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Posted at 11:00 AM ET, 09/ 6/2010

Willingham: How to guarantee active learning? (Or, manipulatives vs. PowerPoint)

By Valerie Strauss

My guest is cognitive scientist Daniel Willingham, a psychology professor at the University of Virginia and author of “Why Don’t Students Like School?”

By Daniel Willingham
Pop quiz. For each of the following pairs, which will lead to better learning?

A verbal explanation of a concept
A verbal explanation with manipulatives

A lecture with PowerPoint slides
A workshop where participants produce a product

Readers of this column are probably savvy enough to recognize that this quiz has no right answers.

Each choice just describes a method of conveying information. What matters is how effectively the method is used to convey the desired content.

Furthermore, some methods fit certain types of content better than other types. And the form-content combination may also be more or less effective, depending on what the learner already knows.

Consider the first choice. How could manipulatives not help? They don’t help when they don’t represent that target concept well, or when they have flashy but irrelevant properties that distract the student.

Manipulatives can be great, but they have been oversold. Sometimes they help, sometimes they are irrelevant, and sometimes they actually detract from learning.

In my experience, workshops are quite useful when participants already know something about the subject at hand, and when there is a product to be produced. For example, a workshop is a sensible way for an expert to help people write better resumes.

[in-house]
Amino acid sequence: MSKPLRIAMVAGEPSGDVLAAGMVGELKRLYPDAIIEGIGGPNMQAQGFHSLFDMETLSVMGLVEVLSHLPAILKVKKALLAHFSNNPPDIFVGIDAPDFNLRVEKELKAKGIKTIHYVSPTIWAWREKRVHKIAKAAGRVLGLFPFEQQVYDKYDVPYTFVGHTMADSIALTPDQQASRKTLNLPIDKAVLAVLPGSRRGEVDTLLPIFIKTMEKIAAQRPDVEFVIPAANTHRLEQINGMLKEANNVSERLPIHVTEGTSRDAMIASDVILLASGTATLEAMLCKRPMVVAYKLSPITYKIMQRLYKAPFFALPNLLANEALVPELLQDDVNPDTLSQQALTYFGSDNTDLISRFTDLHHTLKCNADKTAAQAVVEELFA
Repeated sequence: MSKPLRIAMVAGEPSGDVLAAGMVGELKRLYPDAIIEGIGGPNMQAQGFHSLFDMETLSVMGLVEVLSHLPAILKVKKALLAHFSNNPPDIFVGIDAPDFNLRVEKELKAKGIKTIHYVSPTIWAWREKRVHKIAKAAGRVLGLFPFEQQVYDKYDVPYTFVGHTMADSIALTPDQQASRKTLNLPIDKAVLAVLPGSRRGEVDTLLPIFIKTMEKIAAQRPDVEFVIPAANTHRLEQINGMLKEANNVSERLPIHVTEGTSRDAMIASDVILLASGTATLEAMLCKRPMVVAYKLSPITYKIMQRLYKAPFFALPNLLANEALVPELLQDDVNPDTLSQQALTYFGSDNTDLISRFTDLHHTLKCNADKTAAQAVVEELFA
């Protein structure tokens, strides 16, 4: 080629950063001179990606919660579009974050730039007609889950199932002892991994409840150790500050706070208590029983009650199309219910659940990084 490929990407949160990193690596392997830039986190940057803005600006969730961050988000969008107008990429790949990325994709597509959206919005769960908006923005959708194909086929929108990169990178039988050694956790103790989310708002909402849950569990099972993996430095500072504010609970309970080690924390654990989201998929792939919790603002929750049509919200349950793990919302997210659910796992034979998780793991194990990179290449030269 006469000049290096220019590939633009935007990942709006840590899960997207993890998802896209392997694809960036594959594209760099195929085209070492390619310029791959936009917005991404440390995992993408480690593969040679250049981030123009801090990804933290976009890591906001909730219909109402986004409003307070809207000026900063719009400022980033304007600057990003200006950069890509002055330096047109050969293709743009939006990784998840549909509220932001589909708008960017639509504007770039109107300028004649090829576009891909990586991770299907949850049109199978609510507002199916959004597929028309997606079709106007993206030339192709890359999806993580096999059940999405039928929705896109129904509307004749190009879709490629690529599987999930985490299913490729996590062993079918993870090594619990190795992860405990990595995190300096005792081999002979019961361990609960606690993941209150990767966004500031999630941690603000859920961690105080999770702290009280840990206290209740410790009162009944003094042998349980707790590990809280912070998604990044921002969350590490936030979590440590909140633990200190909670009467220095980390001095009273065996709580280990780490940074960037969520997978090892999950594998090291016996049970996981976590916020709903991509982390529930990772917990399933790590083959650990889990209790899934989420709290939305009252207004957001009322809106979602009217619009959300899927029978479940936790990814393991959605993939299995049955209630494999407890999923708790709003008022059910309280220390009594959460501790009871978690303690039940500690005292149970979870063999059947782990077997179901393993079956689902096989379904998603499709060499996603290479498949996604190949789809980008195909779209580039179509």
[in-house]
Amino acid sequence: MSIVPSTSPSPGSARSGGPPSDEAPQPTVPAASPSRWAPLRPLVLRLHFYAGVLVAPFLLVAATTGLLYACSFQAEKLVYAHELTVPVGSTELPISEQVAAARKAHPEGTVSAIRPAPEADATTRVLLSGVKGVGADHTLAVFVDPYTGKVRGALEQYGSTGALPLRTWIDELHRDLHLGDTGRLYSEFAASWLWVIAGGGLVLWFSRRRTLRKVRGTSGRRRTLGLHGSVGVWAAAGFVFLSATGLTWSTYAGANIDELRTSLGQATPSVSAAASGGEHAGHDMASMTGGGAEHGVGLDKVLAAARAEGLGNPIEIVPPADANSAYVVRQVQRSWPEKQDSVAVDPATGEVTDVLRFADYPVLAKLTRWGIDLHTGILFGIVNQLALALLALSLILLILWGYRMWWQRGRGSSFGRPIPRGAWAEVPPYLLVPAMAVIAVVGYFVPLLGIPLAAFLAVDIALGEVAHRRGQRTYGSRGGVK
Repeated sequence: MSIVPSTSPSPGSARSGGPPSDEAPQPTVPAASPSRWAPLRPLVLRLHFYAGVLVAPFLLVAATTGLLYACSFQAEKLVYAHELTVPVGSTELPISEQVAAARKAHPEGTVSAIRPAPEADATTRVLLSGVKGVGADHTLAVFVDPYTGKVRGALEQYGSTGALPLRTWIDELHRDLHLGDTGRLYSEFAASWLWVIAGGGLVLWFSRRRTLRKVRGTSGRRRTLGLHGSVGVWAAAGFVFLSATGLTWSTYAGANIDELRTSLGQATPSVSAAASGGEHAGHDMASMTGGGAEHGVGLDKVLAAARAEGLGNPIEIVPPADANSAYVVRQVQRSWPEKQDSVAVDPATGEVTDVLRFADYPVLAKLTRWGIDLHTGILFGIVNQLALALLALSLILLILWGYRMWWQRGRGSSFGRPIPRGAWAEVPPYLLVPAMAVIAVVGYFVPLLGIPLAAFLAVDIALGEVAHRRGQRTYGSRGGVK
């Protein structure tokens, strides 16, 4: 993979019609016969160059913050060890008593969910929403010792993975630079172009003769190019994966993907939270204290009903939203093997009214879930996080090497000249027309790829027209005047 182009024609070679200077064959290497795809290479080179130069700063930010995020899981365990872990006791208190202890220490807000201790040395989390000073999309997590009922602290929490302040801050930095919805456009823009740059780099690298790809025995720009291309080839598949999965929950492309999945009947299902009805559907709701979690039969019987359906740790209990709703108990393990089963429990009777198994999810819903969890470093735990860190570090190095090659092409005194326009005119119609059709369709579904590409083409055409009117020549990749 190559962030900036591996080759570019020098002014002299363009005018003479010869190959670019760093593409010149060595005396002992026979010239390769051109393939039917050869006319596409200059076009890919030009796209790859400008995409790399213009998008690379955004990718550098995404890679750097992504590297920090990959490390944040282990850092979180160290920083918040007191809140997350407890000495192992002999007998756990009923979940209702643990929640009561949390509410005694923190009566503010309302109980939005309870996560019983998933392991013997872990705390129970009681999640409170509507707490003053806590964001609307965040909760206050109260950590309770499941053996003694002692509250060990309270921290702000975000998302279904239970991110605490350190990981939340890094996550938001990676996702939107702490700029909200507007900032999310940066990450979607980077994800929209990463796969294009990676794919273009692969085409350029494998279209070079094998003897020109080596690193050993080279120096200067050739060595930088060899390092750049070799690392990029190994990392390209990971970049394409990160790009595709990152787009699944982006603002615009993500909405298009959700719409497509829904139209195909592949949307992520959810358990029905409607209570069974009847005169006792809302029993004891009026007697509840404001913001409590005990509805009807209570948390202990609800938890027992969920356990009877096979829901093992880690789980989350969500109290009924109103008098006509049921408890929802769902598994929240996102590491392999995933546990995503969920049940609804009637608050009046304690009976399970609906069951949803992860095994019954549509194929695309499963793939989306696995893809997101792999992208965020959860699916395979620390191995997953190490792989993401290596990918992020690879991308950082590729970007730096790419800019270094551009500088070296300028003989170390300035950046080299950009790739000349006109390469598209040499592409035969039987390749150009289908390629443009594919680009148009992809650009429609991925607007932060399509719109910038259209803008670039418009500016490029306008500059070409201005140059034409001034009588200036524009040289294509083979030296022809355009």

In my experience workshops are not very useful when people want to learn the ABCs of a subject. They just don’t know enough to get going on a product.

That this seemingly obvious point bears repeating was recently brought to my attention in a forceful way. I was invited to address a group of teachers. I agreed. I was sent a contract which forbade the use of PowerPoint.

I called the organizer and was told—I am not making this up—“the latest cognitive research showed” that PowerPoint turns people into passive listeners and that participatory activities such as workshops were better.

I said that PowerPoint turns people into passive listeners when it is poorly used. (I also thought “and workshops based on topics that shouldn’t be workshopped will turn people into zombies drooling with boredom.” But I’m pretty sure I didn’t say that out loud.)

Any pedagogic method can be used well or poorly. Depending on what one is trying to teach, some methods will be much easier to use well than others. Blanket evaluations of pedagogic methods—for example, participation equals “active learning”—are inaccurate.


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By Valerie Strauss  | September 6, 2010; 11:00 AM ET
Categories:  Daniel Willingham, Guest Bloggers, Learning  | Tags:  Daniel Willingham, PowerPoint and use, PowerPoint in the classroom, Powerpoint and manipulatives, daniel willingham, manipulatives in the classroom  
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I don't mind powerpoint presentations, its the endless powerpoint handouts that I don't like. I throw most of them away.

Posted by: educationlover54 | September 6, 2010 8:20 PM | Report abuse

In what is one of life's little ironies, the education world complains that 'One size does not fit all!', when it comes to everyone having the same background knowledge while it simultaneously tries to apply every new-found fad equally to every discipline and age group

Posted by: physicsteacher | September 7, 2010 4:10 AM | Report abuse